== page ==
Parents hear about primary school places
- 17 April 2013
- From the section Education & Family
Parents in some parts of England - including London - are finding out whether their children have got places at the primary schools they want.
Families in the capital who opted for online notification are hearing this evening, while others will hear by letter from tomorrow.
Parents in Oxfordshire, Liverpool and East Riding are among those also finding out about places.
About 600,000 pupils will start in reception classes this autumn.
In London, four out of five parents (81%) got their first choice of school - up on last year - while 92% got one of their top three choices.
In Oxfordshire, Liverpool and Wolverhampton, about 90% of parents got the school they put first on their list of choices.
In Kent, where parents found out about places earlier this month, 85% got their first-choice school, while 96% got one of their top three choices.
In East Riding, almost 99% got one of their top three choices.
There is intense pressure on primary places in London and fewer people in the capital usually get their top choice than in other parts of the country.
There are also pressures in some other parts of the country, including Manchester and Bristol.
School place shortage
London Councils, which represents 33 boroughs, says an extra 79,000 primary school places will be needed by 2016.
And a report from the National Audit Office last month said an estimated 250,000 new places (mainly primary) will be needed by autumn 2014 to meet rising demand caused by the rising birth rate.
Extra classes are being added to schools in the areas under most pressure and new schools are being built under the free schools and academies programme.
The government says an additional 80,000 primary places were provided between September 2010 and September 2011 and that local authorities have told ministers they expect school capacities to have increased by a further 110,000 places by this September.
A Department for Education spokeswoman said: "We are spending £5bn by 2015 on creating new school places - more than double the amount spent by the previous government in the same timeframe.
"By September, we expect 190,000 extra places will have been created, with many more still to come.
"We are confident that our huge investment will mean councils are able to deal with the extra demand for primary school places through building new schools and expanding existing good ones."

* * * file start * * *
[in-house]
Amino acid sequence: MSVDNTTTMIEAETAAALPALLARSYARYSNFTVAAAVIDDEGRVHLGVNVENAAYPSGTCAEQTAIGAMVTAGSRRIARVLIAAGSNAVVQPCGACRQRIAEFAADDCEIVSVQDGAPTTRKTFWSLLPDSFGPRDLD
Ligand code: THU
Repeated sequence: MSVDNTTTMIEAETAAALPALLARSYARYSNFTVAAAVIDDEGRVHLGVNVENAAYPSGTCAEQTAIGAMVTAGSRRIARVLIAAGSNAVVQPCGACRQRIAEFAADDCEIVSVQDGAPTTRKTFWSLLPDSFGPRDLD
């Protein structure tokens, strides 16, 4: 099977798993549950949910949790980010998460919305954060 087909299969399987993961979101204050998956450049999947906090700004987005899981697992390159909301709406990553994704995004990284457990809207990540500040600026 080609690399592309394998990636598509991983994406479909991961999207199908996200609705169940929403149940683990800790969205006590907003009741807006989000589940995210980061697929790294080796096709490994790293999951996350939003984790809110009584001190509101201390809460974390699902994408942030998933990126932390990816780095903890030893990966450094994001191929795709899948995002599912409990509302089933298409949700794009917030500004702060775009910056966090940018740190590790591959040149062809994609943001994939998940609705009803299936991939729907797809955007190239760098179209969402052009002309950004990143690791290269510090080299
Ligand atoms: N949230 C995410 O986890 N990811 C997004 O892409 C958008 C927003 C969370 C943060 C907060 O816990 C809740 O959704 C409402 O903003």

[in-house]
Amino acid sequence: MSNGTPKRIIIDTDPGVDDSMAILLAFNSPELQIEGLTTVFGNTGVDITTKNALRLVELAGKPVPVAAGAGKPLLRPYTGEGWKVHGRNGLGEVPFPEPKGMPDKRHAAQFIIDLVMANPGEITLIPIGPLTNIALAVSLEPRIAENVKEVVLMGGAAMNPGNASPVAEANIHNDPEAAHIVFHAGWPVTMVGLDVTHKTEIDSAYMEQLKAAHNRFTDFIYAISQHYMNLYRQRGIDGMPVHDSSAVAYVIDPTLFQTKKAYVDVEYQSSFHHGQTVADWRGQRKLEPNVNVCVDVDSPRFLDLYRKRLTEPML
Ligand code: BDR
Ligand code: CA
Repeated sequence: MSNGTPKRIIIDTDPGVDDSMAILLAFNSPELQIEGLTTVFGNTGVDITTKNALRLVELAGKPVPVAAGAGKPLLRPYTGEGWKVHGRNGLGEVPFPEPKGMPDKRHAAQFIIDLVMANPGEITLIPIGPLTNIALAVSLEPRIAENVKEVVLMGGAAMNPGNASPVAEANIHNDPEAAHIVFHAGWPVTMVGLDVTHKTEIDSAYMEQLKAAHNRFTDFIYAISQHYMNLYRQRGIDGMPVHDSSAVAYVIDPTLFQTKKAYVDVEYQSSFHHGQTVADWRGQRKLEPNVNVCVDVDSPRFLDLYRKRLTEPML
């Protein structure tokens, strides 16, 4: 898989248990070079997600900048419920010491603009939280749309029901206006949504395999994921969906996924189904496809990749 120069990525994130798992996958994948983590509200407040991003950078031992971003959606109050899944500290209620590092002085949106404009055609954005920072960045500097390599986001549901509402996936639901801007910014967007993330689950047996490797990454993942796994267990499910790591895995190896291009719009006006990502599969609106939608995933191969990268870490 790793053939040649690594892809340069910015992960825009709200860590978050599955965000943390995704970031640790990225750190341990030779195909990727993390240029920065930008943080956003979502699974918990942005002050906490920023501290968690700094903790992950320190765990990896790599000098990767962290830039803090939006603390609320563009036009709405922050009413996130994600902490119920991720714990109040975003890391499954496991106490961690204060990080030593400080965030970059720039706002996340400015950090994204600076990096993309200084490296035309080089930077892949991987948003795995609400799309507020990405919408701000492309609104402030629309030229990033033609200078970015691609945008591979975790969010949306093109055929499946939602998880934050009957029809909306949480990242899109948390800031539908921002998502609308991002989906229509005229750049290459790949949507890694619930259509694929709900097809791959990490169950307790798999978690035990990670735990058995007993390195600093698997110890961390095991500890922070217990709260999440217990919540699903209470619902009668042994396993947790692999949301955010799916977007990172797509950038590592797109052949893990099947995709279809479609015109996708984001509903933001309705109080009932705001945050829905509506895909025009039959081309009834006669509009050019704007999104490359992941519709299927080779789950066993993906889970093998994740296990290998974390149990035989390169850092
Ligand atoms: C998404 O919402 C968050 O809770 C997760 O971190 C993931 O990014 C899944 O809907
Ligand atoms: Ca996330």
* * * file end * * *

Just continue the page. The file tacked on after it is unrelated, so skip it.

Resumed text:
Local councils are currently bidding for a share of £1bn recently allocated to create places in areas of greatest shortage.
Councillor David Simmonds, from the Local Government Association, said: "The big concern is that we are coming close to using up the capacity in existing schools and the new schools that we need to be opening are caught up in extensive bureaucratic delays."
He said the opening of some free schools was being held up.
"We want and need to see these free schools open. Councils can quite quickly expand existing local schools but any new schools need to go through a lengthy approval process."
Helen Jenner, chairwoman of the Pan London Admissions Board which co-ordinates school admissions across London, said: "However proficient the admissions system is - and our arrangements in London are about as efficient and fair as it is possible to have - it cannot create extra places at schools which are already full.
"London local authorities are working hard to try to ensure that they can offer every child a school place for the start of the new academic year but given the scale of the demand for school places across the capital this is becoming increasingly difficult."
The government says it is working with local authorities to ensure funding is targeted where it is most needed.
Next year, there will be a "National Offer Day" for primary schools, in the same way as there is one for secondary schools, where councils coordinate so that parents across England find out about places on the same day.
The date will be 16 April 2014.